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Where is the justice for juveniles?

Published: 
Friday, June 16, 2017
Hazel Thompson Ayhe

I waited in vain for the outrage that should come from a civilised society, with the revelation that in our justice system, there are young men, who at 11 and 13 years of age, were charged with a crime, and after ELEVEN years, their cases have not yet begun.

These young men have been in detention half of their lives. Bruce Abramson, whom I met some years ago, when we were working on reforming Guyana’s child laws, wrote: “Juvenile justice is the unwanted child of child rights.” He was right. Our justice system is not child-friendly.

The United Nations Committee on the Rights of the Child, to whom we must submit progress reports on implementation of the Convention on the Rights of the Child (CRC), after reviewing numerous States reports, concluded that States still had “a long way to go in achieving full compliance with CRC” with regard to juvenile justice.

The Committee then formulated recommendations for the guidance of States.

One such was that States should “set and implement time limits for the period between the commission of the offence and the completion of the police investigation, the decision of the prosecution to bring charges against the child and the final adjudication and decision by the court”

The period recommended was six months.

Neither our Children Act nor the Family and Children Division Act includes time lines for hearing of children’s cases.

Even without legislation, magistrates can seek to manage their courts and impose on prosecutors and defence counsel, strict time lines for trial of juvenile matters.

While juveniles cannot suffer the ultimate penalty in cases of murder, there have been cases where juveniles charged with other serious offences, had their cases heard, after they became adults.

That resulted in their receiving penalties as adults, even when, in the interim, they had reformed their lives. Where is the justice in this?

Apart from our predominantly punitive culture, and our lack of appropriate laws, a major problem, giving rise to this sorry state of affairs, is the lack of training of judicial officers, prosecutors and defence counsel in child rights principles, and especially, in the international standards and norms in juvenile justice.

The Committee has consistently recommended such training for judicial officers, Parliamentarians, lawyers, and other professionals involved in juvenile justice, to no avail.

Juvenile justice principles do not form part of any of the courses on the syllabus of regional law schools, so are not generally known.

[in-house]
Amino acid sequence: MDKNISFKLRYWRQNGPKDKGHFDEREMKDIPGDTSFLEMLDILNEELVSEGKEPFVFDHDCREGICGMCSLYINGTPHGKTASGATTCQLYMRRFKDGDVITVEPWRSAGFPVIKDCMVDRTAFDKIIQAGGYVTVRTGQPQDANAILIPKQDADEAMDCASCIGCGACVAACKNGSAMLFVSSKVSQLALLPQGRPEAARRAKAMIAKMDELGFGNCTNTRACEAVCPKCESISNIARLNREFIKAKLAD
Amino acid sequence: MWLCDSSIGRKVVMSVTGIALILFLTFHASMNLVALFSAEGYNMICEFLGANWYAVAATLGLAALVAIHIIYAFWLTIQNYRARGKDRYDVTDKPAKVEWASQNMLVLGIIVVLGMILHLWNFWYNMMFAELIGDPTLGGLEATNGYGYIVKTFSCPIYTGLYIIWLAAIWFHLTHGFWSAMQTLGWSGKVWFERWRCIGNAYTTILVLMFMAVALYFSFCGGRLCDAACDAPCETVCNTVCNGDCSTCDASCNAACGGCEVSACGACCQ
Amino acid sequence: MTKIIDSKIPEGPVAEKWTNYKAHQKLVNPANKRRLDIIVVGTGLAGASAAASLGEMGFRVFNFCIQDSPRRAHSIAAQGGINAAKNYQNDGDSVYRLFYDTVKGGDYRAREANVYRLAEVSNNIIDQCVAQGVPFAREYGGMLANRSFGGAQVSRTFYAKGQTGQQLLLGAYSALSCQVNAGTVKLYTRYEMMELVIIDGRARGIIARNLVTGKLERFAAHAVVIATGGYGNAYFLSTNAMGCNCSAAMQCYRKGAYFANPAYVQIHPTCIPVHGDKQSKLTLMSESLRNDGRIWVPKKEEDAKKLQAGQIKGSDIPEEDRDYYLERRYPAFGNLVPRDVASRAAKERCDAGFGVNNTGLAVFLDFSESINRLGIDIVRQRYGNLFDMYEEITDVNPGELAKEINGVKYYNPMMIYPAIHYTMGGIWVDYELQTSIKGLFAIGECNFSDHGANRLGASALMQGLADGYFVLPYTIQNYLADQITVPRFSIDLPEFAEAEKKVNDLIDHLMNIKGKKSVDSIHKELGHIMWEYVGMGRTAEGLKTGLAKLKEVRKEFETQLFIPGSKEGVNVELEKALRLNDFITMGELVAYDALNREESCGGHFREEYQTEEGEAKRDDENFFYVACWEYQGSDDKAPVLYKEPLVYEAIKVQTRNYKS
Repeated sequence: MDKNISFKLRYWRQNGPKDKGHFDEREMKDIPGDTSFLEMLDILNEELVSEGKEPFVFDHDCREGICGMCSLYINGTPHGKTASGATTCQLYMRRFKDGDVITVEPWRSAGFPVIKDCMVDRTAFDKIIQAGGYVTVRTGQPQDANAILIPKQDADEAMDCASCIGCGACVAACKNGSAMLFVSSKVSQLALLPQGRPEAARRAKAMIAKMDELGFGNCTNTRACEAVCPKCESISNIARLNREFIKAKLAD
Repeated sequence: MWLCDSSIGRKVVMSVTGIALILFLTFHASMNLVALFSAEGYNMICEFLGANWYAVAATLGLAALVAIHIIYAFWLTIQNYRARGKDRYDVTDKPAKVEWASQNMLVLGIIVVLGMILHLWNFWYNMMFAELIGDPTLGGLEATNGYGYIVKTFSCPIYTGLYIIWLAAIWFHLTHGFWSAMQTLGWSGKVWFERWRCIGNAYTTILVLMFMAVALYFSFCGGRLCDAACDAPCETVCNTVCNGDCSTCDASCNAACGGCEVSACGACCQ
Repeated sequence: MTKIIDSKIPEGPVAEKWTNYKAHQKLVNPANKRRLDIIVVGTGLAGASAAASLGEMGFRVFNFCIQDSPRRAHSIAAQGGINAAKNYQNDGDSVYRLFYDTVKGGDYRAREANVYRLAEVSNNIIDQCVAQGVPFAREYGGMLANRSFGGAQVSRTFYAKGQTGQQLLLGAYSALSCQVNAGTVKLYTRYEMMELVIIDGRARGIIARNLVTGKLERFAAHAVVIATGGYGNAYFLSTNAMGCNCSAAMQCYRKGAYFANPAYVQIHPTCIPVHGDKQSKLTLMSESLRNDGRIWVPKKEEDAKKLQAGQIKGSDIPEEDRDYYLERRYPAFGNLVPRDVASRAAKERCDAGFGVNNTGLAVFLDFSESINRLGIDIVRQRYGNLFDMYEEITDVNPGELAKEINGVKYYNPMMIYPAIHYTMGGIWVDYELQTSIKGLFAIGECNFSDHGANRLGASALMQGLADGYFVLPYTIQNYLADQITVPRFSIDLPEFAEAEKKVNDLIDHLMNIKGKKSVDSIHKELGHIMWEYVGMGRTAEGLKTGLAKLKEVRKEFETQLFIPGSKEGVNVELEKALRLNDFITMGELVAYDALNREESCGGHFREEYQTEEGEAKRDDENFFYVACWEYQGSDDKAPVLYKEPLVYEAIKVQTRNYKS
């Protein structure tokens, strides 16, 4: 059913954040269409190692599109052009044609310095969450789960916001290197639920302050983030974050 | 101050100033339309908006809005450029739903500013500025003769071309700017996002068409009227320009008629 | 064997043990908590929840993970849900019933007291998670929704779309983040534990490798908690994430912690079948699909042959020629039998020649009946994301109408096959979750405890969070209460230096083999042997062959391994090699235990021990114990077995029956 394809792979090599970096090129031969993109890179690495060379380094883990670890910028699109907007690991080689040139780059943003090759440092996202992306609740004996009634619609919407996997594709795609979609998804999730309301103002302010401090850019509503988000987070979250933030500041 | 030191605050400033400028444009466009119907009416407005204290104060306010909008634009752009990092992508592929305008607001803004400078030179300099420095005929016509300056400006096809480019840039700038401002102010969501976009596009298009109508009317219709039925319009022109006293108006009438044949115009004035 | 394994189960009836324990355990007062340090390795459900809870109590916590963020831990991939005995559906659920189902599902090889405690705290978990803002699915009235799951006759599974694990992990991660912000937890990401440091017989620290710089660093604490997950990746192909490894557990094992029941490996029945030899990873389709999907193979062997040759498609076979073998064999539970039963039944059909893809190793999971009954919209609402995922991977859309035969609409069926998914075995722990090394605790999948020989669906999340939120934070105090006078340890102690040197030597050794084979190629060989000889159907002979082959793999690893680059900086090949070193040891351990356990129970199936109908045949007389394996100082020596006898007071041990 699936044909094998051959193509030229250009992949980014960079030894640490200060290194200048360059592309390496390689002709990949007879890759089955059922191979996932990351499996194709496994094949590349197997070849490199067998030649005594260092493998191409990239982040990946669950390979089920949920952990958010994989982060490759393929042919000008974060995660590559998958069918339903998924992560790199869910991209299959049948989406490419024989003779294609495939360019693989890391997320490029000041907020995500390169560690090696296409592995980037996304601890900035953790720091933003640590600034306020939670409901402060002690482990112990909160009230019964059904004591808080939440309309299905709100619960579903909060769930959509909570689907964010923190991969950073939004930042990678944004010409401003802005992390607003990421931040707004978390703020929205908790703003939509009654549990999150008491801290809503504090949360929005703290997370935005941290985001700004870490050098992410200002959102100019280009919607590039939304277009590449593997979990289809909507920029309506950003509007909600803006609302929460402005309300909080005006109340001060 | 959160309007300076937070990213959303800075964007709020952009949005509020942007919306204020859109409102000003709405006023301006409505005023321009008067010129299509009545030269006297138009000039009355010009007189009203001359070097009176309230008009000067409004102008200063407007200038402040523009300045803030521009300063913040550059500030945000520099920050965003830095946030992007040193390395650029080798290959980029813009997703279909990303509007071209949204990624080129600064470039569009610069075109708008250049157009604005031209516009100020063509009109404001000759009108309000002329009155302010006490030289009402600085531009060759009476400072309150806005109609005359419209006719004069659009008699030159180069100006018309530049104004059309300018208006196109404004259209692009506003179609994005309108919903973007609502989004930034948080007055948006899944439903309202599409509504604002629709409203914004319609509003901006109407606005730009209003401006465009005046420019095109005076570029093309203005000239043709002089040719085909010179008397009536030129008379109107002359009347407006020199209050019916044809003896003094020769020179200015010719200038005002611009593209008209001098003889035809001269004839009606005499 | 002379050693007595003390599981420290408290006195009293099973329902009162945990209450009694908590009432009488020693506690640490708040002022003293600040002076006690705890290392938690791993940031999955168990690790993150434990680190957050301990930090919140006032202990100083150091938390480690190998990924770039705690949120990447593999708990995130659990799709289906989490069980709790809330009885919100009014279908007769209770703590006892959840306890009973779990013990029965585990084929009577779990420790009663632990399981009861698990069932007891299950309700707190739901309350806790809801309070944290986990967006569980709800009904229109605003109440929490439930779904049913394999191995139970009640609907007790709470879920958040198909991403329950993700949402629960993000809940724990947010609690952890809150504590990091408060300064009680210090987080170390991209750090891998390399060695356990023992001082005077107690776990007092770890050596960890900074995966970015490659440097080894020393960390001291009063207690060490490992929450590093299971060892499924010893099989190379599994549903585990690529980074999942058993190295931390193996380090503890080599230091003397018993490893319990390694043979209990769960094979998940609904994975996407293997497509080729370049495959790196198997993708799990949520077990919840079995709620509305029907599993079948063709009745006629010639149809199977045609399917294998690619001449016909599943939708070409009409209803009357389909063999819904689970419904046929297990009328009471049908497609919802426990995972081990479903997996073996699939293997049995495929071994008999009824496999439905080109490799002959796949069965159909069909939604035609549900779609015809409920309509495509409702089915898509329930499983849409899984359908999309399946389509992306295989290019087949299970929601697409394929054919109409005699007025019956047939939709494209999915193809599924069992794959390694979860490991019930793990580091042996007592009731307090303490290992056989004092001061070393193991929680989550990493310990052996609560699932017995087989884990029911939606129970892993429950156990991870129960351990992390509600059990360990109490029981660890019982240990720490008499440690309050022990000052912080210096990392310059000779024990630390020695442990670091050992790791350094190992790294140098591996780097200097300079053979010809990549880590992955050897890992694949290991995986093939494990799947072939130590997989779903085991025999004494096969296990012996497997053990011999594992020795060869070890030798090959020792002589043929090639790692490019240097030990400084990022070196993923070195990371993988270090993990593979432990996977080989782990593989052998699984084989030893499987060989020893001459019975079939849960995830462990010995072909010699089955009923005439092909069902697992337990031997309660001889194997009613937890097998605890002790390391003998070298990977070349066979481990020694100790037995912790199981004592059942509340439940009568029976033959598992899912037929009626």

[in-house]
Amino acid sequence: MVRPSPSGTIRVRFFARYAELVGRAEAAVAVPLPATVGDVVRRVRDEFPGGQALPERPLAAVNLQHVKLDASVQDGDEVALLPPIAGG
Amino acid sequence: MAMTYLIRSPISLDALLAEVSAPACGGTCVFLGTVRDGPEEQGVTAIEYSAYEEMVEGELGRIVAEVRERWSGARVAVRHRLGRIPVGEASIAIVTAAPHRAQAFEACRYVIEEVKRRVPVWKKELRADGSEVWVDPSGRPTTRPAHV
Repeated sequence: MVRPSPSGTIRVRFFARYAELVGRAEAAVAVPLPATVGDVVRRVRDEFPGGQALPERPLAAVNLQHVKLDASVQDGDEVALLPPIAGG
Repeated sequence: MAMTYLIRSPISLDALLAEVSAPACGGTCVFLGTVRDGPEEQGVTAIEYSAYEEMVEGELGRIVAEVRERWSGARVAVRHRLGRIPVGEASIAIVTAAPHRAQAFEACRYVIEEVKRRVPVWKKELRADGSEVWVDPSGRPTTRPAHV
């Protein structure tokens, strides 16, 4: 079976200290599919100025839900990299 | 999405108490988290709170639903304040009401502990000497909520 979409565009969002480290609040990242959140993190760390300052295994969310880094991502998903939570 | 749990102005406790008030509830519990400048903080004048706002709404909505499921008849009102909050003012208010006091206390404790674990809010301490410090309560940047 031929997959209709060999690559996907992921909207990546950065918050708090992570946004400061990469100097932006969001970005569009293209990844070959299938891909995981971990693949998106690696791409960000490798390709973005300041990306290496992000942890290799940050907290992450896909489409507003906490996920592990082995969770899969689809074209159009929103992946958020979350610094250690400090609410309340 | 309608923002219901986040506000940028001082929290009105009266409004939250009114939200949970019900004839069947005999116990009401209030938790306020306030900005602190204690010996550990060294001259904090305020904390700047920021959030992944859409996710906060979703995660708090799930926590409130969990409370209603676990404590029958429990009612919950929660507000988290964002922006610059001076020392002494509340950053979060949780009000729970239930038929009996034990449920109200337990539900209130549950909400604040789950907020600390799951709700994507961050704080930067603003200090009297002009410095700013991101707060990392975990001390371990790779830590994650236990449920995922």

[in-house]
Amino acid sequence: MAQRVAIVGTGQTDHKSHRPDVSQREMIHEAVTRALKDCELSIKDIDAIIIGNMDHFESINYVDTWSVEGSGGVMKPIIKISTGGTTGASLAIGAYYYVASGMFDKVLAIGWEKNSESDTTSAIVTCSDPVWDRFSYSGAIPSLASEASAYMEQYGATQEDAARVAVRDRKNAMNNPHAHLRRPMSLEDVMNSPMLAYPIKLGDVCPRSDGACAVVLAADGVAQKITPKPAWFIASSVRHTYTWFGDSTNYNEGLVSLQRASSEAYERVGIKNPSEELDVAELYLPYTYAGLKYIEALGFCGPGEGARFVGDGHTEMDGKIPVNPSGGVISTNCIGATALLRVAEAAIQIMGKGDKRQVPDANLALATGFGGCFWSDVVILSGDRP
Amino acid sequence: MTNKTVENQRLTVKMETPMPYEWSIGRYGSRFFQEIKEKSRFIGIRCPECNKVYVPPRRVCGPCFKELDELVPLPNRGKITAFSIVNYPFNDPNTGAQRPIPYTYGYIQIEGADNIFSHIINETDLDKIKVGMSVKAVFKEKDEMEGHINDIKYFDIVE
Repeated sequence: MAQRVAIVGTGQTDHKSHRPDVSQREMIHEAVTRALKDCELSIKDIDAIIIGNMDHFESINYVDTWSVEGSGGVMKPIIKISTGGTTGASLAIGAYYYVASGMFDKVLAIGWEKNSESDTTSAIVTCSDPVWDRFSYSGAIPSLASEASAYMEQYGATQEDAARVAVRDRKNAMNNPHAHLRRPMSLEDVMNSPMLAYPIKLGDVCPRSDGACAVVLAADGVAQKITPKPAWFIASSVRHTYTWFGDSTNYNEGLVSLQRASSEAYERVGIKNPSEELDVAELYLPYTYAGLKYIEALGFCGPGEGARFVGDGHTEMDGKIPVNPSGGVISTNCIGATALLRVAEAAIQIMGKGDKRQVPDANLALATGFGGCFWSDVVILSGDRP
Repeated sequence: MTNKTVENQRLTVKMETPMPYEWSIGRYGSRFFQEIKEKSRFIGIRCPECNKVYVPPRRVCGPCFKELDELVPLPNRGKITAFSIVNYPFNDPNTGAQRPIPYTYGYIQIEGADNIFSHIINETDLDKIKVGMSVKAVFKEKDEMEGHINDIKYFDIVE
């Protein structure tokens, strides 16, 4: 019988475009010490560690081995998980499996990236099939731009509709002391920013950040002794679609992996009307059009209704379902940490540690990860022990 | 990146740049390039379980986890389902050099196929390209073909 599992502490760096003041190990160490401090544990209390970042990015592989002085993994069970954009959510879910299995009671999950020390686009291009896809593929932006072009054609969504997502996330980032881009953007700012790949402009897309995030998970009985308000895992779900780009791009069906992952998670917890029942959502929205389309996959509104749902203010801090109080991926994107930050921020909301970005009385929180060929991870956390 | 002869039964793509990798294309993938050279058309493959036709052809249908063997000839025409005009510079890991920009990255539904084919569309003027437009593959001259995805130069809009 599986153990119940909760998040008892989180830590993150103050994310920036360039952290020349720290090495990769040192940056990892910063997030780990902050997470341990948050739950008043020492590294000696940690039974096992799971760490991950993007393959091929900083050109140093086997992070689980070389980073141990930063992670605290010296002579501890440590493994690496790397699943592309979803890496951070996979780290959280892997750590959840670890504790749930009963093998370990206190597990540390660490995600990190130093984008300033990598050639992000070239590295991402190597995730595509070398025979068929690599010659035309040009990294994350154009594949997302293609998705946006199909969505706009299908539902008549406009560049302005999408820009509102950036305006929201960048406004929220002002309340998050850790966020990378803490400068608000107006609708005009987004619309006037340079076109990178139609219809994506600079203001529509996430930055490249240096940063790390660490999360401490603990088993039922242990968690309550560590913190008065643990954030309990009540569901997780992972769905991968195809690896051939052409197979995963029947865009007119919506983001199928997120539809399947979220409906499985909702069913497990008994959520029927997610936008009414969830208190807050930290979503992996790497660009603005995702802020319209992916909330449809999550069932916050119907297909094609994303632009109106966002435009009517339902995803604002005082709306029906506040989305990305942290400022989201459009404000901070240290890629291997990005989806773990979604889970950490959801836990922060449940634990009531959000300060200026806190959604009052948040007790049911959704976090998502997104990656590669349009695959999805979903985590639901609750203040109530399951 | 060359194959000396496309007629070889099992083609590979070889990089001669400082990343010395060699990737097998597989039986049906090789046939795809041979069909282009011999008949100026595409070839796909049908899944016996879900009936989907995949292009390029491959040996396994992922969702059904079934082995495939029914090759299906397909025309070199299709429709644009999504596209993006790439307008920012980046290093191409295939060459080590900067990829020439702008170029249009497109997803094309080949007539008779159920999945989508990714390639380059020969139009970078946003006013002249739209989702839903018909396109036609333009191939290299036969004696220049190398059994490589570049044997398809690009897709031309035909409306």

The CRC requires that our laws, policies, principles and practices be in accord with these international principles.

Over the years, unlike what obtains in other Caricom countries, requests from prosecutors and magistrates to attend training in this area have, inexplicably, been denied.

Juvenile justice is a specialist area, requiring training and a particular child-sensitive temperament.

I have been pleased to see a few magistrates do exceptionally well, despite the challenges.

Unless all magistrates are trained, however, justice for juveniles will depend on the luck of the draw.

An important principle of the CRC and related international juvenile justice instruments is that juvenile cases must be dealt with without delay. A child’s perception of time is different from an adult’s.

Lengthy periods in detention impede a child’s right to growth, development and education and may result in irreversible psychological damage.

The greater the time between the commission of the offence and the penalty, the less able is the child to link the punishment with the offence with the consequence that its impact on future behaviour is reduced.

The longer a child is in detention, the more difficult is reintegration. I recommend the inclusion of such a provision in our laws.

Even if we think it unrealistic, at this time, to include strict time limits, like Uganda, we can, at least, follow the lead of some OECS States and include a statement of principle that “all procedures pursuant to the provisions of our children’s hearings shall be conducted in a timely manner.”

I also strongly recommend that we institute restorative justice, which treats children in conflict with the law in a manner which fosters reintegration and assists the child to assume a constructive role in society.

Restorative justice has proved to be successful even with violent crimes.

It provides for a more expeditious determination of matters, can build the child’s respect for the rights of victims, create opportunities for accountability and reparation, reduce recidivism and promote rehabilitation.

Minister Dillon, the Chief Justice said recently his hands were tied with regard to implementing restorative justice.

Will you and the Honourable Attorney General untie the Chief Justice’s hands?

Fr Harvey, whose hands and feet were tied, said we have to pay serious attention to restorative justice. What are we waiting for?